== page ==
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|I usually just save
DateTime.Now for a DB transaction into some
datetime field. If a report or UI needs to show the date/time, it's formatted accordingly, for example
MM/dd/yyyy HH:mm:ss tt (for us US people).
So, I have a "When checked in" (start time) and I have a "When checked out" (stop time) for tracking employee hours worked. And I compute the hours/minutes/seconds worked basically as "check out time" - "check in time", displayed as "hh:mm:ss" (they don't work more than 24 hours, haha.)
So, on occasion, my time worked is off by 1 second comparing start time and stop time as hh:mm:ss.
Why? Because I of the millisecond component to date/time!
So I coded:
DateTime now = DateTime.Now;
now = now.AddMilliseconds(-now.Millisecond);
which works fine, particularly since the DB stores only 3 digits for the ms component, but out of curiosity, I google "getting DateTime without milliseconds" and come across this SO page.
And I wonder, WTF is all this crazy stuff they're doing. Lower down, I find my solution, and I read this:
The Millisecond property gives an integer between 0 and 999 (inclusive). So if the time of day before the operation was, say, 23:48:49.1234567, then that integer will be 123, and the time of day after the operation is 23:48:49.0004567. So it has not truncated to a whole number of seconds.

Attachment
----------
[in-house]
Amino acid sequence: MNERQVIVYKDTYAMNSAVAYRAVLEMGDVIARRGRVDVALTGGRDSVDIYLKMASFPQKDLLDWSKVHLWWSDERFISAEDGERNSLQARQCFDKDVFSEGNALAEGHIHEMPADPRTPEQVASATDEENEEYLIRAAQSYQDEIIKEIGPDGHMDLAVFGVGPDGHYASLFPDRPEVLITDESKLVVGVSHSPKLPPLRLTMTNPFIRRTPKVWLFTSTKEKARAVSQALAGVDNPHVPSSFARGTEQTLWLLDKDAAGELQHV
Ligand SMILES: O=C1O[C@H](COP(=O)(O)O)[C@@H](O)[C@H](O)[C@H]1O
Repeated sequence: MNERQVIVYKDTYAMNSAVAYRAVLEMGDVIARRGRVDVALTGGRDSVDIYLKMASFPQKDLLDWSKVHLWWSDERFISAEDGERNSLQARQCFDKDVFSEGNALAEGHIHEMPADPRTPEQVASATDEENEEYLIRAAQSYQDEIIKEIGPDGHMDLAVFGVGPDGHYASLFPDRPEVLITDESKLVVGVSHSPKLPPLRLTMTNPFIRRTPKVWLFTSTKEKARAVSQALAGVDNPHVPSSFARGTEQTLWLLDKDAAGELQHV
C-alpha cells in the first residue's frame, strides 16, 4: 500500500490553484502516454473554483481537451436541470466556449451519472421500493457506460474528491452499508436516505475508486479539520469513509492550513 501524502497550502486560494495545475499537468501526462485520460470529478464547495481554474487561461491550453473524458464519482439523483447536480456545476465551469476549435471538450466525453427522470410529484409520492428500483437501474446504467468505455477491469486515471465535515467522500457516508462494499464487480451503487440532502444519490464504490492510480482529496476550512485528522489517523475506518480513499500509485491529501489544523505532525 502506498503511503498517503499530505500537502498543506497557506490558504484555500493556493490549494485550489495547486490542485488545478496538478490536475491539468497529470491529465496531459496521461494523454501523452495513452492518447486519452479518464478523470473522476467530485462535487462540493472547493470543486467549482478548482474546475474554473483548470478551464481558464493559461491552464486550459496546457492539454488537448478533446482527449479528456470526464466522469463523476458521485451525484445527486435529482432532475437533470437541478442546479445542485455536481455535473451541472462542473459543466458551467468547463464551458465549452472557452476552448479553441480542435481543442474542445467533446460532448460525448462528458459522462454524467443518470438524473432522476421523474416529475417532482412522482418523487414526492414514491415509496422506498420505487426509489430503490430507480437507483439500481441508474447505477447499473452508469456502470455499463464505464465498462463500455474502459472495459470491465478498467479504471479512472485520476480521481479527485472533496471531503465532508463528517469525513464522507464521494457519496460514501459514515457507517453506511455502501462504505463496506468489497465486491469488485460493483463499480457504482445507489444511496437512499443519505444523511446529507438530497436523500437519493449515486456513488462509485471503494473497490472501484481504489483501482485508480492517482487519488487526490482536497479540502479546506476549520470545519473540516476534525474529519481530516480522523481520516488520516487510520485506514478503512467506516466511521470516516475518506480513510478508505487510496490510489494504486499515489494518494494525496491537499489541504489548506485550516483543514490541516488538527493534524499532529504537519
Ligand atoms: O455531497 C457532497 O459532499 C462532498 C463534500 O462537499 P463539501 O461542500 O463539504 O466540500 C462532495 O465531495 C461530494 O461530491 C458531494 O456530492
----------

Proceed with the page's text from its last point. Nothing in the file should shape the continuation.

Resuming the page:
OMG. Seriously? OK, I guess that makes sense because underlying
DateTime is actually
Ticks, so subtracting off just the integer portion of the ms isn't necessarily going to give me an actual tick at exactly the second.
And to make things more complicated, there's the "Kind" -- Local, UTC, or undefined. Oh good grief.
So I'm going with the solution in one of the earlier SO posts that looks like this:
new DateTime(date.Ticks - (date.Ticks % resolution), date.Kind);
The lesson learned (over and over) is that you think something is simple, and it isn't.
The other lesson learned is, thank God for people smarter than me!
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